Exploring Japan’s Gunkanjima (Hashima Island)

Gunkanjima is an unsettling time capsule of Japan’s industrial history that served as inspiration for the villain’s stronghold in the 2012 Bond film Skyfall.

Let’s take a look at the deserted Hashima Island off the coast of Nagasaki, Gunkanjima.

Locals refer to the island as Gunkanjima, or Battleship Island, due to its resemblance to a warship when viewed from afar. Since 2009, excursions have been going to the abandoned mining island, which has remained unaffected since occupants abandoned their homes, leaving everything from shoes to electronics to lesson-filled blackboards behind.


Battleship Island

The island serves as a somber reminder of its history as a place of forced labor prior to and during WWII.

It’s a frightening sight of the mark of human life on our environment walking around collapsing grocery stores and seeing into children’s bedrooms covered in rust and weeds.

Hashima Island was purchased by the Mitsubishi Company in 1890 after it began as a coal mining enterprise in 1887. Mitsubishi increased the island’s area to 16 acres while improving the island’s mining infrastructure. It then constructed concrete high-rise residential complexes and an outer sea wall to house its employees and their families. Gunkanjima had a population of 5,259 individuals at its peak in 1959, making it the most densely populated spot on the planet at the time.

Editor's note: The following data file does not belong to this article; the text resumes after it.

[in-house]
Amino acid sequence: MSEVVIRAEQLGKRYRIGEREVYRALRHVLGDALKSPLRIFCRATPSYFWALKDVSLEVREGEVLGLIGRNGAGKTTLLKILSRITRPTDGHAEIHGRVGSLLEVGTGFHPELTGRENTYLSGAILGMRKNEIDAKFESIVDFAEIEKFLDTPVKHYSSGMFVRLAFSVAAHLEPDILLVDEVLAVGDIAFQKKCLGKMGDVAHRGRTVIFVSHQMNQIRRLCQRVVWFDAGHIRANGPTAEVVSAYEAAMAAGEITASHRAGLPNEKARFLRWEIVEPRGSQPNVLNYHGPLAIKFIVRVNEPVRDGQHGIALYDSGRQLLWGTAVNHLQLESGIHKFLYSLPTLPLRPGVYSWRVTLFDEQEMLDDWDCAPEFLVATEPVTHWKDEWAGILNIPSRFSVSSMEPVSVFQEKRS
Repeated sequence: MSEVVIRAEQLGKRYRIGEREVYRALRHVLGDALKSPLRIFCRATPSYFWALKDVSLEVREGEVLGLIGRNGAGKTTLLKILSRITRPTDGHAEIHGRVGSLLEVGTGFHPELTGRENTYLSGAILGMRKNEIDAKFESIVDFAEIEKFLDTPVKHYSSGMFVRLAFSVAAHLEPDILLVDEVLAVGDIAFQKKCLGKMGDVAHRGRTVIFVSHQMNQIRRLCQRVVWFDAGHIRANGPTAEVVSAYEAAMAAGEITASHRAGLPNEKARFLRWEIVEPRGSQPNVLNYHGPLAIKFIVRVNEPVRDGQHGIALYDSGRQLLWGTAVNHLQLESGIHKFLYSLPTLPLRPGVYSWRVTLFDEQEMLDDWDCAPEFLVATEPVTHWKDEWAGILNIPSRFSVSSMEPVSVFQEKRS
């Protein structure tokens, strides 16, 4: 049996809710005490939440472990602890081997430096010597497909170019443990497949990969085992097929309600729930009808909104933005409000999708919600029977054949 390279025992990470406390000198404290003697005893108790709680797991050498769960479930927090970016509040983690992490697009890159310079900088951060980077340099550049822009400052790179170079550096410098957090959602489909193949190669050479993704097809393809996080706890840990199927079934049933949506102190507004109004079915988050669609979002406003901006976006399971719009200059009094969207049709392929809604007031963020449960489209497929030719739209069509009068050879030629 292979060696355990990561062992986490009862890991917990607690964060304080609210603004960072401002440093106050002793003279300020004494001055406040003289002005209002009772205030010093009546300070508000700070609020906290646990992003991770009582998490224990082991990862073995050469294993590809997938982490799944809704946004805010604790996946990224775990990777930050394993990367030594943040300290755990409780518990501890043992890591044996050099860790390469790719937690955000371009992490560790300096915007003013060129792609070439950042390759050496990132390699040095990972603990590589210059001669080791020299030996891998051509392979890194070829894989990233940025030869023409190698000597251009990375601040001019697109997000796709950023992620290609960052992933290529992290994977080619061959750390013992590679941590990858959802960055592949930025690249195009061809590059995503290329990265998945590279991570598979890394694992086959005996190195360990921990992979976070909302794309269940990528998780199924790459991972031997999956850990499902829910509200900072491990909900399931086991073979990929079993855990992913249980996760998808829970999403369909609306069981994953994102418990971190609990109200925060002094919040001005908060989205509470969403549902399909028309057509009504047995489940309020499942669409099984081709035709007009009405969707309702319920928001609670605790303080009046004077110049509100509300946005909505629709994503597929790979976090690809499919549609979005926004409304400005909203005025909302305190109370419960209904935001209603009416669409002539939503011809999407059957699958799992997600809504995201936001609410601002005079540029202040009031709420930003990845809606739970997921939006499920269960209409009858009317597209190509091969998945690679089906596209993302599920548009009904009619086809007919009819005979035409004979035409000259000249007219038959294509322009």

By 1974, the mines beneath Gunkanjima had dried up, and Mitsubishi had declared their closure. Residents began to leave in a hurry to find new occupations. The island was completely uninhabited within a few months.

Tourists who want to see the island up close and personal can easily plan a day tour.

In the early 2000s, there was a resurgence of interest in Gunkanjima, with several companies in Nagasaki competing to give excursions. It’s the only way to get to the island, and it’s a strictly controlled business – only three ferry companies are allowed to operate excursions – with guests restricted to a walking route that runs along the island’s perimeter due to safety concerns. Tours last about three hours and are available in the morning and afternoon. Ferry rides to and from Nagasaki port to the island, as well as a one-hour walk on land, are regular activities.

Gunkanjima was designated as a UNESCO World Heritage Site in July 2015, despite accusations from South Korea — which were later retracted — against Mitsubishi’s exploitation of Koreans and Chinese for hard labor on the island during WWII.  Because tour guides are usually hesitant to handle this topic, it’s best not to press the matter. You can (and should) learn more about Gunkanjima’s history online.


What You Should Know

Travelers must be a member of a tour group to visit Gunkanjima, as much as they may desire to explore the abandoned island at their leisure. Reservations can be made via the internet. While on the island, tour companies demand guests to sign safety releases and wear hard hats.

Adult ferries from Nagasaki cost between $3,600 and $4,200, with discounts available for groups of 15 or more. Visitors must also pay a $300 landing charge (150 for children) in addition to ferry fees. Nagasaki City charges this tax, which goes toward helping to preserve Gunkanjima. It should be mentioned that tours may be cancelled at the last minute if weather and surf conditions become dangerous. Tour companies may offer partial refunds or other options.


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